What comes to mind when you think of the phrase “servant leadership”? For many, the image that arises is of someone who manages teams and organizations with a lackadaisical “hugs and kisses” approach.
But after years of experience as a healthcare professional and successful leader, I’ve come to realize that this assumption is an inaccurate, weak portrayal of what I consider to be one of the most valuable styles of leadership. It is one that derives its philosophy from the basics of compassionate communication and emotional intelligence.
Servant leadership is a style of management that ensures a leader’s team members feel heard, seen and valued. This is proven to yield higher levels of job performance and outstanding personal and organizational results. But, most importantly, I believe that it is just the right thing to do. In an era defined by distrust of authority, corrupt business, and horror stories pertaining to workplace culture, the truth is clear: we need compassionate people in positions of power…now more than ever.
That’s why I’ve written a new book, Driven by Compassion, to highlight the eight core values for successful servant leaders. I believe these values will help you “remember, refresh, and renew” why you originally decided to accept the awesome responsibility of leading an organization’s most valuable resource for success—its people.
8 Values for Successful Servant Leaders
The eight values emphasized here will motivate those who desire to be successful servant leaders, both in their professional and personal life. The kindhearted, loving, and compassionate values that embody this philosophy are the following:
Mastering the ability to exhibit self-control in challenging and tense situations both publicly and privately. The key here is to not lose your patience and admonish someone publicly. Let’s briefly imagine a scenario together.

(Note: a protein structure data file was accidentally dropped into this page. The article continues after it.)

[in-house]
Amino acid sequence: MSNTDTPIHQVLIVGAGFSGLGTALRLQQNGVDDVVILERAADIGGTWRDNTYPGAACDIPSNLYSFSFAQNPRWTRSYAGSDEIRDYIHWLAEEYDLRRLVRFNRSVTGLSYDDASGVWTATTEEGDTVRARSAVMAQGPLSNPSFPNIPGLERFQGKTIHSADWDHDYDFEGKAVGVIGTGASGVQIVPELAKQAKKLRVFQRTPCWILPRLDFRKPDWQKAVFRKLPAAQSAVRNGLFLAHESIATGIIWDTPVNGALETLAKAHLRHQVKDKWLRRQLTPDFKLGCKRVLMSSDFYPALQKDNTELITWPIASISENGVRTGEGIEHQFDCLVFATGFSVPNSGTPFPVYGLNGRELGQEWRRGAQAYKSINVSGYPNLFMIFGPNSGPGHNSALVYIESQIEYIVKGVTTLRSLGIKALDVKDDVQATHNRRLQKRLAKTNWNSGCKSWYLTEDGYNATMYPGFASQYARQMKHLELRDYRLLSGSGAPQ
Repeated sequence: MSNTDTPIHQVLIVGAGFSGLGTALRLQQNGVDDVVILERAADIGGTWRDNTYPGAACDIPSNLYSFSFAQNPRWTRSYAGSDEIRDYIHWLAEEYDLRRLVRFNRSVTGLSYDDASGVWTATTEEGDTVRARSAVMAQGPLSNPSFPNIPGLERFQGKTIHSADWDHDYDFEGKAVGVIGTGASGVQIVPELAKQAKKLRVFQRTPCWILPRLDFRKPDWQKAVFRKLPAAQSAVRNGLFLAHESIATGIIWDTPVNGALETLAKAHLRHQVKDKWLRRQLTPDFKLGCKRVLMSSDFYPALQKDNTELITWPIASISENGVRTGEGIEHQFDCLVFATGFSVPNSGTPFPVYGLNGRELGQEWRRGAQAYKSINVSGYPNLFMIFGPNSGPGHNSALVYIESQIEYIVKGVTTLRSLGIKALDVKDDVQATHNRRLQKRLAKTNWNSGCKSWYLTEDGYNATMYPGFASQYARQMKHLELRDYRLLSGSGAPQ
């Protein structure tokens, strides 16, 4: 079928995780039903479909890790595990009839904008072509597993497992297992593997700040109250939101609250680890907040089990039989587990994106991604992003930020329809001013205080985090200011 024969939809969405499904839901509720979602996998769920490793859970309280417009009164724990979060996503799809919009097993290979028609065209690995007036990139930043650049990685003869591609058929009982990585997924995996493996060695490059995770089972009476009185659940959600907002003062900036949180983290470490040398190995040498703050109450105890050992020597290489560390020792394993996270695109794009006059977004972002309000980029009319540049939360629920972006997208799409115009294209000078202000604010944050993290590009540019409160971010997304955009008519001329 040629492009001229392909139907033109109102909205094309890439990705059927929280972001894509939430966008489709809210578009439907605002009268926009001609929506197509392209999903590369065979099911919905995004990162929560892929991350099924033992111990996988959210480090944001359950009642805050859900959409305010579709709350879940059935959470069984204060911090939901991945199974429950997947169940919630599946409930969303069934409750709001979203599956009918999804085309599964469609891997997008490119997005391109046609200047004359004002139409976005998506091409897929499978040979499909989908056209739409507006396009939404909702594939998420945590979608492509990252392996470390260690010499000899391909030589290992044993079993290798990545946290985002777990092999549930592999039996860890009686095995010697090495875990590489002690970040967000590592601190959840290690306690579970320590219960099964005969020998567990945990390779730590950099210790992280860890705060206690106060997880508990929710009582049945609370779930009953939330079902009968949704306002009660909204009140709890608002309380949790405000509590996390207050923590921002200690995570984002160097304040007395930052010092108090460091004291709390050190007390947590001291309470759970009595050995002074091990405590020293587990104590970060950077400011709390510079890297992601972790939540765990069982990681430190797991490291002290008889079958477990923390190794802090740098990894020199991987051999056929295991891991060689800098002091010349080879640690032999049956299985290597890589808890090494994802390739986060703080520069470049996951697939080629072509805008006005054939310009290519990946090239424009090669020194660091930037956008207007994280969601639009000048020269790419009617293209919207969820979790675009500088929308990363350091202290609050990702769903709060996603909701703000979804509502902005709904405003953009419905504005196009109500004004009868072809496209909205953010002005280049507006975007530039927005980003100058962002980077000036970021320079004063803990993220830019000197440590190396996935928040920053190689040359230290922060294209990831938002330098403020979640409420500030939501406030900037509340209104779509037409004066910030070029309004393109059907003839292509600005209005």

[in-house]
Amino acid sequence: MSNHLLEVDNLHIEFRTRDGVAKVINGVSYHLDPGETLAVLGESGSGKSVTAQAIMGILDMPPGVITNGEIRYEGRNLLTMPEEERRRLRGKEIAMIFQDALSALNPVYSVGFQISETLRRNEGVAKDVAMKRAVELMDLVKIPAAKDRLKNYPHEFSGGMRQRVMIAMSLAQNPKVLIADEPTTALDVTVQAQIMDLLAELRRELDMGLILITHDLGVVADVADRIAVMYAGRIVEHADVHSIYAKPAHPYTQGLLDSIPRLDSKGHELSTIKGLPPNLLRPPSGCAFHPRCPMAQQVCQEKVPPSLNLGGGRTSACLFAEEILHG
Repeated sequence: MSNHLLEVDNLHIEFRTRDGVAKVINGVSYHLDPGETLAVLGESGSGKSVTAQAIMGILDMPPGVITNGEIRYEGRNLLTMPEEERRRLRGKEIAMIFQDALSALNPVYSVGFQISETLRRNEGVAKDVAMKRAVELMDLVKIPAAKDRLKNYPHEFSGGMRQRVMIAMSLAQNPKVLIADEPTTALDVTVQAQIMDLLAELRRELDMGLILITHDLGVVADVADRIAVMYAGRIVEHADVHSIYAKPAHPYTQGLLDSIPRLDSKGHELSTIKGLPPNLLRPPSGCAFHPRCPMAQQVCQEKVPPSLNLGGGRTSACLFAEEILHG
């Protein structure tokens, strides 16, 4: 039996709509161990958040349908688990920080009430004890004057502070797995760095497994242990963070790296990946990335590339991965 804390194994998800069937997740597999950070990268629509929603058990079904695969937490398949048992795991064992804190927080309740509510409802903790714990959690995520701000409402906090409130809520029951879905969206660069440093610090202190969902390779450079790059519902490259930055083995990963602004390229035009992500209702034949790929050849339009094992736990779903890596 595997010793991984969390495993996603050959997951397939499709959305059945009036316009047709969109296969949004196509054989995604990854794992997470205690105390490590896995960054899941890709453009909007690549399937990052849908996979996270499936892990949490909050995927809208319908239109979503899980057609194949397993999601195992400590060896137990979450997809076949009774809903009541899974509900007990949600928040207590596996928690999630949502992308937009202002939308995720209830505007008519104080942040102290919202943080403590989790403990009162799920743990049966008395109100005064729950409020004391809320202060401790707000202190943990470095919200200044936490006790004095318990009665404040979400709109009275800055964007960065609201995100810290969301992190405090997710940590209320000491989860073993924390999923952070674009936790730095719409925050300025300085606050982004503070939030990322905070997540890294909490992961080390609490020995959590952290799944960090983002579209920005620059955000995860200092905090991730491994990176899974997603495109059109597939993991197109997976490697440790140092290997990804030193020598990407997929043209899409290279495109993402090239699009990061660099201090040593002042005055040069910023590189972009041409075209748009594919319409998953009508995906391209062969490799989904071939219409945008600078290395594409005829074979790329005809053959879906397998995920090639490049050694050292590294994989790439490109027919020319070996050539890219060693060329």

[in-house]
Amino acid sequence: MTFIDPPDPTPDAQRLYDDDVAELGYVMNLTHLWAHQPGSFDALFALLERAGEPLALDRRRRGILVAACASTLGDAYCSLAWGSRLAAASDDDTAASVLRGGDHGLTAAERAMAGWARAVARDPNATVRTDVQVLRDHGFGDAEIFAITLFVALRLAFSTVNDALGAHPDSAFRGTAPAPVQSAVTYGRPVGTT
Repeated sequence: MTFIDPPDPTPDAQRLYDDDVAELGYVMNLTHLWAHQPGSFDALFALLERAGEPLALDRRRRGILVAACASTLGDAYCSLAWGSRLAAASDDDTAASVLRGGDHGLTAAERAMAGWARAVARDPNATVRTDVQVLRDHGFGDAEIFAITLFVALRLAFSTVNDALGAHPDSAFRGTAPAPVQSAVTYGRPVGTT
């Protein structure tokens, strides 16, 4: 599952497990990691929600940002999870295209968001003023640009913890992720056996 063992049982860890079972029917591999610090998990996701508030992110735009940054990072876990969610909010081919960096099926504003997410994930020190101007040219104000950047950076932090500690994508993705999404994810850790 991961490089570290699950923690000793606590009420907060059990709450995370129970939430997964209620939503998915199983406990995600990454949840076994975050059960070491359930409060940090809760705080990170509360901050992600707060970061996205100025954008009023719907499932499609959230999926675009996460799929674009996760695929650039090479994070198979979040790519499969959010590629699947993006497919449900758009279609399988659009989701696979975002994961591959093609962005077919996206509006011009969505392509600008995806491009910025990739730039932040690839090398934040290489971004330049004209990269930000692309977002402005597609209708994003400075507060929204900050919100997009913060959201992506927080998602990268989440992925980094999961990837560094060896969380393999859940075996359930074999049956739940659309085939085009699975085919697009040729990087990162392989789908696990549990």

A Chief Operating Officer of a large company is unhappy with client satisfaction results from the previous quarter, even though results have been consistently excellent historically. When the executive tries to explain the circumstances, the COO publicly announces that the executives need to learn to “walk and chew gum at the same time.”
So, how do you think the executive felt after being admonished in public? This was a conversation that should have been held privately.
Encouraging those you lead with support and belief in their talent and skills. What is the number one sign of distrust? It is choosing to interrupt an individual while they are speaking or simply deciding not to listen actively.
How many times in your life could you tell that someone was not actively listening to you? Did it make you feel unimportant and that your words had no meaning?
These actions can lead us to feel inadequate or insignificant. Servant leaders who follow active listening guidelines should be the last ones to speak so that everyone is heard, especially in group settings.
Being willing to forgive professionally and personally. Pastor Jeff Henderson once said, “the longer you hold a grudge, the longer the grudge has a hold on you.” The ripple effect of forgiveness is almost always extremely positive. I would rather be known for being slow to fire and quick to forgive, than quick to fire and slow to forgive.
4. Honesty and Integrity:
Being open and truthful individually and for anything regarding the organization. The need for honesty and integrity is both corporate and individual. Here’s an example of corporate integrity: